This book was very readable and fascinating. It proposes some very plausible explanations for the “historical” Jesus.
It does say that Christianity as we mostly know it today is based on visions by Paul that are not rooted in actual history so if you are not interested in hearing this, I’d suggest you not read the book.
If you want to read a well-researched alternative view of Jesus, I definitely recommend the book. It is not a Dan Brown, jump-all-over-the-place theory.
From the website (about the author):
James Tabor (Ph.D. 1981, University of Chicago) is Chair of the Department of Religious Studies at the University of North Carolina at Charlotte, where he has taught since 1989. He previously held positions at Notre Dame and the College of William & Mary. His training is as an historian of Christian Origins and Ancient Judaism. Tabor has combined extensive field experience in archaeology in Israel and Jordan with his work on ancient texts, including work at Qumran, Sepphoris, the “Suba” cave, and most recently, Mt. Zion in Jerusalem. He is chief editor of the Original Bible Project, a new scholarly translation of the Bible for the year 2012.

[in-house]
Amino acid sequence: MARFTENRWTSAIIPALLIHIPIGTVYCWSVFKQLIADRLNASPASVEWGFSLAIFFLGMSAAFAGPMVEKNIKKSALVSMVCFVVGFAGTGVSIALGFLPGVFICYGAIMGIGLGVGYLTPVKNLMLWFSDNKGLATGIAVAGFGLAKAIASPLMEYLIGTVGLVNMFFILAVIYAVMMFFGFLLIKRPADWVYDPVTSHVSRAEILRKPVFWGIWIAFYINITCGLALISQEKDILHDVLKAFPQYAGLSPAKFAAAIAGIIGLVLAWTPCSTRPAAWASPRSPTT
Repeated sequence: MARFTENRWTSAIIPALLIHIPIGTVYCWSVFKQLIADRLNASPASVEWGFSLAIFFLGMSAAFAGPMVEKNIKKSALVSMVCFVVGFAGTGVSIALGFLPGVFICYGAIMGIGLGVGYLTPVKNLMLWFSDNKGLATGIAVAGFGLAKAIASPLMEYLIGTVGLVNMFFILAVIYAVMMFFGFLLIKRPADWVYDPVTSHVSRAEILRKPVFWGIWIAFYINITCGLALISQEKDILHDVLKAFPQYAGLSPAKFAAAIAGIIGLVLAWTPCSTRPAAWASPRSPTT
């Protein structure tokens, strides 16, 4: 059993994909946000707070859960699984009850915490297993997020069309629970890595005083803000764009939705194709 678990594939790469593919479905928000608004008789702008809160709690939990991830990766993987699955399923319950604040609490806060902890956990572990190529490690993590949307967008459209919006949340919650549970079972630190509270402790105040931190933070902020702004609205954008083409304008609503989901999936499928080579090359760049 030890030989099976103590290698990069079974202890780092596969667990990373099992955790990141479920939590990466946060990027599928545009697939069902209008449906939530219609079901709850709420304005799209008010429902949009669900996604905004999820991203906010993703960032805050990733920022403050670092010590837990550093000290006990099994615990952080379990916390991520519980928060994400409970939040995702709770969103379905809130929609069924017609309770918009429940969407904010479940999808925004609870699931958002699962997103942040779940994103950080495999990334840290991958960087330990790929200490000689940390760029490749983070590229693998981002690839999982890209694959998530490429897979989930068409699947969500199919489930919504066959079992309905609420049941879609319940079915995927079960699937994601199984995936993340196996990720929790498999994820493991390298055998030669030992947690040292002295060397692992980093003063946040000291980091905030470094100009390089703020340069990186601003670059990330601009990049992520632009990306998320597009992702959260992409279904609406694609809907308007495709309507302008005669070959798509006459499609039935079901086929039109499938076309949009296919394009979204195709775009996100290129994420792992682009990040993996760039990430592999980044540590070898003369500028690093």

From the website (about the book):
Based on a careful analysis of the earliest Christian documents and recent archaeological discoveries, The Jesus Dynasty offers a bold new interpretation of the life of Jesus and the origins of Christianity.
In The Jesus Dynasty biblical scholar James Tabor brings us closer than ever to the historical Jesus. Jesus, as we know, was the son of Mary, a young woman who became pregnant before her marriage to a man named Joseph. The gospels tell us that Jesus had four brothers and two sisters, all of whom probably had a different father from him. He joined a messianic movement begun by his relative John the Baptizer, whom he regarded as his teacher and as a great prophet. John and Jesus together filled the roles of the Two Messiahs who were expected at the time, John as a priestly descendant of Aaron and Jesus as a royal descendant of David. Together they preached the coming of the Kingdom of God.
I give this book 5 out of 5 butterflies. Well written, easy to understand and thoughtful.
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